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One of my most searing experiences was moving to San Francisco in mid 1992 at the height of the AIDS catastrophe.   To see so many emaciated young men walking down Market Street, on canes or supported by friends looking as if they were as old as Methuselah, was absolutely heartbreaking.

It soon became clear to me that the licentious culture of SF was at odds with true AIDS prevention.  This was confirmed for me one day as I was walking near the Castro District and was stunned to see a sex club open for business.  I was infuriated.  All around me were people dying horribly of AIDS, the pronounced suffering of which I had experienced at close quarters as a volunteer for Project Open Hand.   And yet, at ground zero for a killer disease most often passed sexually, public orgies were allowed and supported by the political establishment on the pretext that it would be easier to get people to use condoms by requiring it in such open settings.

At about this time, to ensure that people could still enjoy the fruits of the sexual revolution, while reducing the infection rate, the patently false term “safe sex” was coined to describe sex with a condom.  The only truly safe sex is that engaged in by mutually monogamous uninfected partners.  Today’s term for intercourse with a condom is “safer sex,” an even more pronounced misnomer, as if that were safer than truly safe sex.  But in the reality of naked biology, sex with a condom is, at best, less safe sex, with unprotected intercourse with other than with a mutual monogamous uninfected partner, being unsafe sex.

A piece in the Public Square feature of FT today gets into this conflict between changing behavior and reducing risk in more detail, focusing mostly on Africa, where it shows that promoting more responsible behavior over (but not exclusive of) condom use, dramatically reduced the rates of infection in Uganda and Kenya.  From “Reducing Risk, Increasing AIDS,” by Matthew Hanley:

Well before western donors and condoms arrived on the scene, Uganda had cut its level of casual sex by two-thirds and subsequently its HIV rate by two-thirds. Several years later, Kenya replicated this success. A few other countries have also done so, with partner reduction always the most important factor.  In sharp contrast, South Africa has maintained high rates of multiple (and concurrent) partnerships and, despite its vigorous promotion of condoms, still suffers from persistently high rates of HIV infection. The same can be said of many of its neighboring countries, which lead the world in the prevalence of HIV, with some 15 to 35 percent of all adults infected. These successes and failures are, tellingly, too often treated in a manner inversely proportional to their merits. Behavior change, though responsible for success, remains the least emphasized approach, while risk reduction invariably receives the benefit of the doubt despite its failure to deliver as promised. Its disappointing results always mean that efforts—along with funding—must simply be doubled.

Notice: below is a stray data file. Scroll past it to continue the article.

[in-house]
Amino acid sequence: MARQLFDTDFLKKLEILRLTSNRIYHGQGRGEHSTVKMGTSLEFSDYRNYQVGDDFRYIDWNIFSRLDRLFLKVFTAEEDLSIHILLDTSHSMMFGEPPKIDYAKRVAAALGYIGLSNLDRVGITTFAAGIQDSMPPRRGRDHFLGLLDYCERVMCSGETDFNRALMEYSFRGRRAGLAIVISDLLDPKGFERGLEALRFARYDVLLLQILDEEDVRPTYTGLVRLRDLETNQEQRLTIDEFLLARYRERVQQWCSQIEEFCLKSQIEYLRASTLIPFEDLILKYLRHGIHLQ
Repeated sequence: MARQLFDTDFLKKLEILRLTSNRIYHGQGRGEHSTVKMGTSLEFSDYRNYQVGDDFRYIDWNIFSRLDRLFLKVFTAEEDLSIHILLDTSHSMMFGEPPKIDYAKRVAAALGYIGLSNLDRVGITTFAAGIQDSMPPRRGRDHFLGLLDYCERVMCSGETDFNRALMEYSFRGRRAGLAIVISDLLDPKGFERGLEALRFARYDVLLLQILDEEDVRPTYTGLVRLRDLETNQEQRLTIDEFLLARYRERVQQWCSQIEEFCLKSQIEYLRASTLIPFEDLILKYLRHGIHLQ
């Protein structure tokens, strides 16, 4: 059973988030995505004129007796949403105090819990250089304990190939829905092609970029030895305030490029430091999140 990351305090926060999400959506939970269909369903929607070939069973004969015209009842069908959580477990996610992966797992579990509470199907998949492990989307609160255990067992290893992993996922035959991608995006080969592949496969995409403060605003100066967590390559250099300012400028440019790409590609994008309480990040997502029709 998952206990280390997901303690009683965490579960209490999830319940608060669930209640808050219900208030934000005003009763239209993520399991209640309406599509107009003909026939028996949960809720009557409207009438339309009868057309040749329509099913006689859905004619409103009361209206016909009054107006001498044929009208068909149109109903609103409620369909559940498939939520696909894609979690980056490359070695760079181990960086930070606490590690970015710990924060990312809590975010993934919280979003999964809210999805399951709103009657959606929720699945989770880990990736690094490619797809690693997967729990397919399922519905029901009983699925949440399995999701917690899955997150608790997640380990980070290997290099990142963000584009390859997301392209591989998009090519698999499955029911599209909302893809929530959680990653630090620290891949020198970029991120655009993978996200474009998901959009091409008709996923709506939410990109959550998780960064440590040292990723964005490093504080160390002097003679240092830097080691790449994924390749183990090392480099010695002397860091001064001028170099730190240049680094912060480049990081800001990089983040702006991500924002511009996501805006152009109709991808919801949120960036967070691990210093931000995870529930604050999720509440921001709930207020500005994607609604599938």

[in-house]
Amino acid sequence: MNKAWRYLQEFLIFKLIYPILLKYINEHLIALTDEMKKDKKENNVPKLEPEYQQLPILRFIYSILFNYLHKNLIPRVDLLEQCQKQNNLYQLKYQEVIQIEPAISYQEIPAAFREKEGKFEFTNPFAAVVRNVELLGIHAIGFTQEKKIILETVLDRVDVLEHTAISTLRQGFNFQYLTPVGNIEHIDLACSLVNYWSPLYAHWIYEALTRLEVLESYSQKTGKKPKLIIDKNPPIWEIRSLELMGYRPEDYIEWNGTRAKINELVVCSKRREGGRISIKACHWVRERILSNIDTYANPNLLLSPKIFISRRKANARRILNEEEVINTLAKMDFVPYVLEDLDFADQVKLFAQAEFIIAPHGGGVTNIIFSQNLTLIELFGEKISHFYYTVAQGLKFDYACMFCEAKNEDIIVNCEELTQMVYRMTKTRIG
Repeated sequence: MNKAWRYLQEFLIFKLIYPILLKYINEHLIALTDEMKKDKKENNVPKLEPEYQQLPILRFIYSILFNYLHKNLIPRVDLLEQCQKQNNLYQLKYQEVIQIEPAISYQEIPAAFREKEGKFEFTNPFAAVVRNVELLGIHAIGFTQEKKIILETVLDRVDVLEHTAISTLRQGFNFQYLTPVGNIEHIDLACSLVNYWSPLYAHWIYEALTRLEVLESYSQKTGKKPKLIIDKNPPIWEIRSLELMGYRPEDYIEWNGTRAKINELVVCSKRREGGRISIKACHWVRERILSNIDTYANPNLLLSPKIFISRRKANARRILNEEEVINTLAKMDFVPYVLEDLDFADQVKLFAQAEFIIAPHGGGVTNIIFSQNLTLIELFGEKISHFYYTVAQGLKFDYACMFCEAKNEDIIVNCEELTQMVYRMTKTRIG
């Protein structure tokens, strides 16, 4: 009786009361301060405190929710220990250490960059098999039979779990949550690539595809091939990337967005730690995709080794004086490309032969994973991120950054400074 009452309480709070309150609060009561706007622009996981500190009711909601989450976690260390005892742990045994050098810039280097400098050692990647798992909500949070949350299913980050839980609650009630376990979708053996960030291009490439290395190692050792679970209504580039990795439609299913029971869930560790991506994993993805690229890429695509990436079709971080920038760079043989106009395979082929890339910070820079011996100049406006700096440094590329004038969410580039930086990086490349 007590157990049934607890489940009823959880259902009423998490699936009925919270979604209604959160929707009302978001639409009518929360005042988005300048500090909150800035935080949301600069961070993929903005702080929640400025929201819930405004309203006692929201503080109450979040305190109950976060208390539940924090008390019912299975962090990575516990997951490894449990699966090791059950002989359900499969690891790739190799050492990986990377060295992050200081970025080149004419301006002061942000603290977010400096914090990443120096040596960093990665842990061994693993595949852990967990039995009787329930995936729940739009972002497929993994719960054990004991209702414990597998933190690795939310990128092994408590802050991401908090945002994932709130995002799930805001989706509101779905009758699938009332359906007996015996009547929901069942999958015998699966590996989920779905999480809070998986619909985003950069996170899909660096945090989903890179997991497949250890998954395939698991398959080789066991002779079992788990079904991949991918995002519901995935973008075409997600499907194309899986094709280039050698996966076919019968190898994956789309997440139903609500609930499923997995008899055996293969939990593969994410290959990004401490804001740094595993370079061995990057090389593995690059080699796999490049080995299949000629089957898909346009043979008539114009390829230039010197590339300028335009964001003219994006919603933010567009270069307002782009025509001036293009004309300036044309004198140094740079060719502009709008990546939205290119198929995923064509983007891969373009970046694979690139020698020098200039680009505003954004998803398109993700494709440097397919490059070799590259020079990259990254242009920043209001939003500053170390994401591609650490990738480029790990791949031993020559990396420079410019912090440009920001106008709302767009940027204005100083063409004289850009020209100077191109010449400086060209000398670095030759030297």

Uganda practiced ABC, focusing first on A (abstinence), B (be faithful), and only then advocating C (condom use), which we have discussed here previously.  But as Hanley notes, that success didn’t sit well with many in the AIDS establishment, who insist that risk reduction should be the primary focus.  When Uganda listened, rates began to increase again.

Hanley describes why risk reduction without concomitant behavioral shifts, won’t work:
For starters, people tend to take greater risks when they feel protected by technical innovation. In a state of the art program in Uganda, for example, those explicitly encouraged to use condoms ended up at greater risk than the control group not exposed to the sophisticated intervention, because they had more sexual partners than those not told to use condoms. People have also been seen to take greater risks when antiretroviral therapy for HIV/AIDS became available. This “risk compensation” or “behavioral disinhibition” is now, fortunately, receiving more attention in scientific circles. It is one reason why vigorous promotion of risk reduction—even if it “works” in isolated cases—can do more harm than good. The “common sense” presupposition that condoms will decrease infection rates does not easily give way to the common sense observation that promoting devices capable of reducing risk encourages people to take more risks.

We see the truth of Hanley’s advocacy in the USA, where despite the great increase in condom use, the new HIV infection rate has not gone down, but remains level at about 40,000 per year, with some 15,000 people still dying each year from the disease.  If the current treatments cease to be effective, we will see a return to the community killing horrors of San Francisco circa 1992.

This has nothing to do with sexual morality.  It is about public health and personal safety.  That a post like this is very politically incorrect, I think, tells us a great deal about the appalling state of our first priorities.

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